By Tom Marshall (McClelland & Stewart Inc.; 1991)
The Author’s Note preceding this novel says it all: “This story may seem implausible from beginning to end.”
Implausible? Let’s see. Set in early 1960s Canada, CHANGELINGS is about a twin brother and sister who were sexually abused as children and as a result have developed multiple personalities. The brother, Laird, grows up to become a suburbanite, at least until one of his personalities, an aggressive misogynist named Al, gets him tossed in jail on rape charges. There he meets Herb, a prison psychiatrist who’s astounded upon discovering six or so other selves inhabiting the timid Laird.
Laird’s twin Eleanor has channeled her own multiple personalities into a successful career as a medium. Her clients include the Prime Minister of Canada(!) and a troubled woman named Alice, who believes Eleanor is in contact with her deceased ex…and who just happens to be married to her brother’s shrink.
If you have trouble swallowing such a wild coincidence you’ll likely have a hell of a time getting through this book. Other outlandish developments include one of Laird’s personalities falling in love with his own sister–or at least one of her personalities. Another of Laird’s selves knows and recognizes his sis, and is scheming to do away with her. As for the increasingly flummoxed Herb, it seems he may be cracking up himself from the strain of treating Laird.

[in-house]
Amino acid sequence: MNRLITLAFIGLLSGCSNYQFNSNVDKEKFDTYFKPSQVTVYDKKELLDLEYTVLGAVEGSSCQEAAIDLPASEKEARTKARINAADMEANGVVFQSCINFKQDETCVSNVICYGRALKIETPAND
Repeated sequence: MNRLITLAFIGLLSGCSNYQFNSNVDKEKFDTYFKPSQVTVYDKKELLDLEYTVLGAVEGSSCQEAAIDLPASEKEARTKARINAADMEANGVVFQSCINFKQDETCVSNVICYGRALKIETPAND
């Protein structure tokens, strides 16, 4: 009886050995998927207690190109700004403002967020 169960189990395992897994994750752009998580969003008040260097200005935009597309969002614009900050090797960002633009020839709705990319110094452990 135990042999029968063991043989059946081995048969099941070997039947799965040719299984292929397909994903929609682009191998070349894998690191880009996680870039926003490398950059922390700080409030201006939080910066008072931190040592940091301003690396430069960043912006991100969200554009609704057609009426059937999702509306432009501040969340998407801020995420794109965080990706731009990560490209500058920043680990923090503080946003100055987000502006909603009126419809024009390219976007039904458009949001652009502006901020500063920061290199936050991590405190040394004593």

I may sound flippant in describing this loopy book, but that’s not because I dislike it. It’s actually one of the most interesting novels I’ve read in some time, with an unusually gripping and inventive narrative drive.
Author Tom Marshall, a noted Canadian poet, relates his story in fragmented, time-tripping fashion, delving out plot points on a strict need-to-know basis. Many chapters are presented as collections of competing voices denoted by names over blocks of text, and others in more straightforward novelistic fashion. The mix works quite well overall, with elements that initially seem confusing and/or pretentious balanced and eventually explained by the less showy portions.
CHANGELINGS is also quite sound from a psychological standpoint. Laird and Eleanor’s day-to-day realities, marked by periodic “blackouts,” are convincing and disturbingly rendered, while the actions of their multiple selves are likewise entirely convincing, as confirmed by nonfiction accounts like SYBIL, THE MINDS OF BILLY MILLIGAN and WHEN RABBIT HOWLS.
But Marshall hasn’t exactly made things easy on himself. Laird, Eleanor and their various personalities comprise a dozen or so central characters (in addition to Herb the shrink and his wife Alice) and just as many subplots. The fact that Marshall is able to hold this unruly tale together, and craft such a spellbinding piece of work in the bargain, is by itself a mighty impressive accomplishment.